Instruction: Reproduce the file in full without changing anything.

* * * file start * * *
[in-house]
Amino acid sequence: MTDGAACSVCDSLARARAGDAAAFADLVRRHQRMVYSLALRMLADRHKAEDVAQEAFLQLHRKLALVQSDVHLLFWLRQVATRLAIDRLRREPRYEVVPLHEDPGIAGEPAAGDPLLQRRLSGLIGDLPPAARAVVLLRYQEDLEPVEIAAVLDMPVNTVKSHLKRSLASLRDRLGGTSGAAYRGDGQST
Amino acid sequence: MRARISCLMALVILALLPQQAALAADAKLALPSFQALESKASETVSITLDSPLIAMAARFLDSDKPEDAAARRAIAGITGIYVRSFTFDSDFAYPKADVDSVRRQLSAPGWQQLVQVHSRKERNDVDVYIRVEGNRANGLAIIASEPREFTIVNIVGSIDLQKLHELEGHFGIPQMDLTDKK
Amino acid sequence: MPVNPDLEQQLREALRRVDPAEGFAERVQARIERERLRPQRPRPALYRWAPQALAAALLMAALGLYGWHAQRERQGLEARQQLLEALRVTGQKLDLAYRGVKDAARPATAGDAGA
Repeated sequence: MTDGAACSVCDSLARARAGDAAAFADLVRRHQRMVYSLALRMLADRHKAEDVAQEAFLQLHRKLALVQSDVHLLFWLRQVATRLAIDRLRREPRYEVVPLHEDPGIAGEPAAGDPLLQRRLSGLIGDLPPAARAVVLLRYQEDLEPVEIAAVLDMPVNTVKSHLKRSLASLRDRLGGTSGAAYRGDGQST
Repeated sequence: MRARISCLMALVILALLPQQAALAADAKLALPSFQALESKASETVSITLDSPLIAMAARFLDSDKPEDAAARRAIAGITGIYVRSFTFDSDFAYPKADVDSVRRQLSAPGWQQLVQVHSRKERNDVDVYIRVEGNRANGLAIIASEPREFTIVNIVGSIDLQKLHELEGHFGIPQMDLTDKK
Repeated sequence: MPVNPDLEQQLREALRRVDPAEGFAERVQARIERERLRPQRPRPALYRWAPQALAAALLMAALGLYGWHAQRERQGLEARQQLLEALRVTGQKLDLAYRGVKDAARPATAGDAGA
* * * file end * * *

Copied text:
[in-house]
Amino acid sequence: MTDGAACSVCDSLARARAGDAAAFADLVRRHQRMVYSLALRMLADRHKAEDVAQEAFLQLHRKLALVQSDVHLLFWLRQVATRLAIDRLRREPRYEVVPLHEDPGIAGEPAAGDPLLQRRLSGLIGDLPPAARAVVLLRYQEDLEPVEIAAVLDMPVNTVKSHLKRSLASLRDRLGGTSGAAYRGDGQST
Amino acid sequence: MRARISCLMALVILALLPQQAALAADAKLALPSFQALESKASETVSITLDSPLIAMAARFLDSDKPEDAAARRAIAGITGIYVRSFTFDSDFAYPKADVDSVRRQLSAPGWQQLVQVHSRKERNDVDVYIRVEGNRANGLAIIASEPREFTIVNIVGSIDLQKLHELEGHFGIPQMDLTDKK
Amino acid sequence: MPVNPDLEQQLREALRRVDPAEGFAERVQARIERERLRPQRPRPALYRWAPQALAAALLMAALGLYGWHAQRERQGLEARQQLLEALRVTGQKLDLAYRGVKDAARPATAGDAGA
Repeated sequence: MTDGAACSVCDSLARARAGDAAAFADLVRRHQRMVYSLALRMLADRHKAEDVAQEAFLQLHRKLALVQSDVHLLFWLRQVATRLAIDRLRREPRYEVVPLHEDPGIAGEPAAGDPLLQRRLSGLIGDLPPAARAVVLLRYQEDLEPVEIAAVLDMPVNTVKSHLKRSLASLRDRLGGTSGAAYRGDGQST
Repeated sequence: MRARISCLMALVILALLPQQAALAADAKLALPSFQALESKASETVSITLDSPLIAMAARFLDSDKPEDAAARRAIAGITGIYVRSFTFDSDFAYPKADVDSVRRQLSAPGWQQLVQVHSRKERNDVDVYIRVEGNRANGLAIIASEPREFTIVNIVGSIDLQKLHELEGHFGIPQMDLTDKK
Repeated sequence: MPVNPDLEQQLREALRRVDPAEGFAERVQARIERERLRPQRPRPALYRWAPQALAAALLMAALGLYGWHAQRERQGLEARQQLLEALRVTGQKLDLAYRGVKDAARPATAGDAGA